45. The art of speaking by changing the forms of words. It is of various kinds. Some speak by changing the beginning and end of words, others by adding unnecessary letters between every syllable of a word, and so on.
46. Knowledge of languages and of the vernacular dialects.
47. Art of making flower carriages.
48. Art of framing mystical diagrams, of addressing spells and charms, and binding armlets.
49. Mental exercises, such as completing stanzas or verses on receiving a part of them; or supplying one, two or three lines when the remaining lines are given indiscriminately from different verses, so as to make the whole an entire verse with regard to its meaning; or arranging the words of a verse written irregularly by separating the words from the consonants, or leaving them out altogether; or putting into verse or prose sentences represented by signs or symbols. There are many other such exercises.
50. Composing poems.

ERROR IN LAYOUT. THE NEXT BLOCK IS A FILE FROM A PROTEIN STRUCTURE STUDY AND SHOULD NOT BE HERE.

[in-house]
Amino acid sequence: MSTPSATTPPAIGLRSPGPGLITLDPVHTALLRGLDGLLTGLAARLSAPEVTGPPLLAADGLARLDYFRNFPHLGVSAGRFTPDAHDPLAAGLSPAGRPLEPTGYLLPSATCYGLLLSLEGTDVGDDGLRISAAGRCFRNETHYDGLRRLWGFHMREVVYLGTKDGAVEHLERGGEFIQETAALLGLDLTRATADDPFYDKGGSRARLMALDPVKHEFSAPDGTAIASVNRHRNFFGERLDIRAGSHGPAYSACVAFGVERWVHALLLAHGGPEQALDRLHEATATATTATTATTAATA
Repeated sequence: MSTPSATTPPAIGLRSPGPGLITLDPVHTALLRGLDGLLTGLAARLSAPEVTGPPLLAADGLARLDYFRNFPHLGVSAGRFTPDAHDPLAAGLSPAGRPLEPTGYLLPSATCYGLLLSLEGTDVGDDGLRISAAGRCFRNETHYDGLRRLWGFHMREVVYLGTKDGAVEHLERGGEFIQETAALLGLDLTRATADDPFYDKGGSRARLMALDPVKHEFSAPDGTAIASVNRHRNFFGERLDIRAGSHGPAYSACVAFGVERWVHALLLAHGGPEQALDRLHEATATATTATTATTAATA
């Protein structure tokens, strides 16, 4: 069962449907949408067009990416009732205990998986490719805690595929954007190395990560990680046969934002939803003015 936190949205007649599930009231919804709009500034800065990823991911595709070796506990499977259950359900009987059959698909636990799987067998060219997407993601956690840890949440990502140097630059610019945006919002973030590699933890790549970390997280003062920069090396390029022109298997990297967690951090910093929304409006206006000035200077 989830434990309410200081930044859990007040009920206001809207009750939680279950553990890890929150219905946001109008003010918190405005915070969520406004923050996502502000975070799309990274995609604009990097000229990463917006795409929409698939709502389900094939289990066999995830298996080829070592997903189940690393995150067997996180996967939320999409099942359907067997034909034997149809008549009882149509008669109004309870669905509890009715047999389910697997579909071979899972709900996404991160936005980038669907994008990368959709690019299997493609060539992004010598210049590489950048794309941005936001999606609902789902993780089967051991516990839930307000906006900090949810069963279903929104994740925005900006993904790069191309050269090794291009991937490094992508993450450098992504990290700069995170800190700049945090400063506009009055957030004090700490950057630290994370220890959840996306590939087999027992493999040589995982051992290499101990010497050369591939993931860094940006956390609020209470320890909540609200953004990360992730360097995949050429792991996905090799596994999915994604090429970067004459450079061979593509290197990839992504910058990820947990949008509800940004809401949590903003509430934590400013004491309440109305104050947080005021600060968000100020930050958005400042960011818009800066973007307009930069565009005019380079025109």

51. Knowledge of dictionaries and vocabularies.
52. Knowledge of ways of changing and disguising the appearance of persons.
53. Knowledge of the art of changing the appearance of things, such as making cotton to appear as silk, coarse and common things to appear as fine and good.
54. Various ways of gambling.
55. Art of obtaining possession of the property of others by means of muntras or incantations.
56. Skill in youthful sports.
57. Knowledge of the rules of society, and of how to pay respects and compliments to others.
58. Knowledge of the art of war, of arms, armies, and so on.
59. Knowledge of gymnastics.
60. Art of knowing the character of a man from his features.
61. Knowledge of scanning or constructing verses.
62. Arithmetical recreations.
63. Making artificial flowers.
64. Making figures and images in clay.